The introduction of Bitcoin to the world sparked a revolution of finance and economics. Bitcoin set money’s value free from government constraint; now the value could be determined solely by the market. Instead of depending on centralized third parties for every financial transaction, people could exchange value around the world cheaply and in a completely decentralized manner. Bitcoin ushered in the age of truly digital cash. But Bitcoin isn’t the whole story. By creating an open-source money, Satoshi Nakomoto, the inventor of Bitcoin, unlocked vast vistas for others to explore. Over the years many developers have taken up the challenge and built upon the foundation that is Bitcoin to solve many real-world problems. One such person is Evan Duffield, and his project: Dash.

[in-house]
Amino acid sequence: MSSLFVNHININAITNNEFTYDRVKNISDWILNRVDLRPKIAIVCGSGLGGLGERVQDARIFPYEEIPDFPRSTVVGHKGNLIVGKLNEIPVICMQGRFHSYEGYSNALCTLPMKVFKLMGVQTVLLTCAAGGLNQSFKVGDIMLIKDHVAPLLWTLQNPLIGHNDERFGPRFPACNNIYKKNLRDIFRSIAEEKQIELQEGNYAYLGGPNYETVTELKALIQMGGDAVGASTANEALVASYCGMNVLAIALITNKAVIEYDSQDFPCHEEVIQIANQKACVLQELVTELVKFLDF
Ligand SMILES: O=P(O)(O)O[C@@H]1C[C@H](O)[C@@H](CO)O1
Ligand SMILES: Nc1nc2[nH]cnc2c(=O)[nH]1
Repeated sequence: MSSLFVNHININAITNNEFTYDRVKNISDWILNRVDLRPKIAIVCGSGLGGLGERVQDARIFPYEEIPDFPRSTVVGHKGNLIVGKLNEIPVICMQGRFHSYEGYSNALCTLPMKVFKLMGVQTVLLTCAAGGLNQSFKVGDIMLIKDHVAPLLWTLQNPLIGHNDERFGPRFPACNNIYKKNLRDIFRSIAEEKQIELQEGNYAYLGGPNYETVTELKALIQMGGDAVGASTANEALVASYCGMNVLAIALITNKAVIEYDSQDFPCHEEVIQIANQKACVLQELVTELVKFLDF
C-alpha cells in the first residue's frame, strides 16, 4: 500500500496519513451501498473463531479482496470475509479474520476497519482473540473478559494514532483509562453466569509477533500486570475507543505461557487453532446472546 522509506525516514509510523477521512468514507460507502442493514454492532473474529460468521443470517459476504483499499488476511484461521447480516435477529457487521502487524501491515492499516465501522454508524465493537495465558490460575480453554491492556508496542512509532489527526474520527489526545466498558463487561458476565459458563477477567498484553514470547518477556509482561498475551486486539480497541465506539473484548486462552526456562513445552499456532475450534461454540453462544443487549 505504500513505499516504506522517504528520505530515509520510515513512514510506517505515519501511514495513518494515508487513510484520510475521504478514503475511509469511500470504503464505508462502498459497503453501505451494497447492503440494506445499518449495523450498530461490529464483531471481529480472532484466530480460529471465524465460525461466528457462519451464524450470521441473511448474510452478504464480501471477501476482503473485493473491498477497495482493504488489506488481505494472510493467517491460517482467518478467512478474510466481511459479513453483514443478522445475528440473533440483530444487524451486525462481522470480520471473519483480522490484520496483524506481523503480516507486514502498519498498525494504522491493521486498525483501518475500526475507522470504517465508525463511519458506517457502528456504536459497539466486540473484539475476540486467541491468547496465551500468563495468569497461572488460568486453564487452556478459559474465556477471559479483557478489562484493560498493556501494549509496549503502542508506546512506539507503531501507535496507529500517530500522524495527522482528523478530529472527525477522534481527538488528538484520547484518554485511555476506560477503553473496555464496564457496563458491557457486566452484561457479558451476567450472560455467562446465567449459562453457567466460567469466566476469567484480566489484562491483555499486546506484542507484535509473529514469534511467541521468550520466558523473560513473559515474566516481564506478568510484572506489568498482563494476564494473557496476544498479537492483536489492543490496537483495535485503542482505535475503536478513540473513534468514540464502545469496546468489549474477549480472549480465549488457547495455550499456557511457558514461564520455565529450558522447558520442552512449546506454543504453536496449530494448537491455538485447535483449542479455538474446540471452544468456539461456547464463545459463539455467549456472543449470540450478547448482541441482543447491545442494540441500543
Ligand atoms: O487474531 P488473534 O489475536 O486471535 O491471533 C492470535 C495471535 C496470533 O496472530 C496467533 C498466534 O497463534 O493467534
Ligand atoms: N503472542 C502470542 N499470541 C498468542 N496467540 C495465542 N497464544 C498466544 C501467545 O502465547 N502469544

This article was provided by the Vanbex Group on behalf of the author, Eric Sammons.

 

The Importance of Anonymity

With a background in both software development and finance, Duffield was captivated by Bitcoin from its earliest days. Most particularly, he was intrigued by the idea of digital cash: a technology that could replicate the features of physical cash but without the drawbacks inherent in conventional currency. According to Duffield, “I started tinkering with Bitcoin in 2011, really early in it’s development. I decided I wanted to dive into cryptographic currency and like all things, the best way to learn something new is to sink or swim.” As he studied Bitcoin more deeply, however, he discovered a weakness in its design: a lack of true anonymity.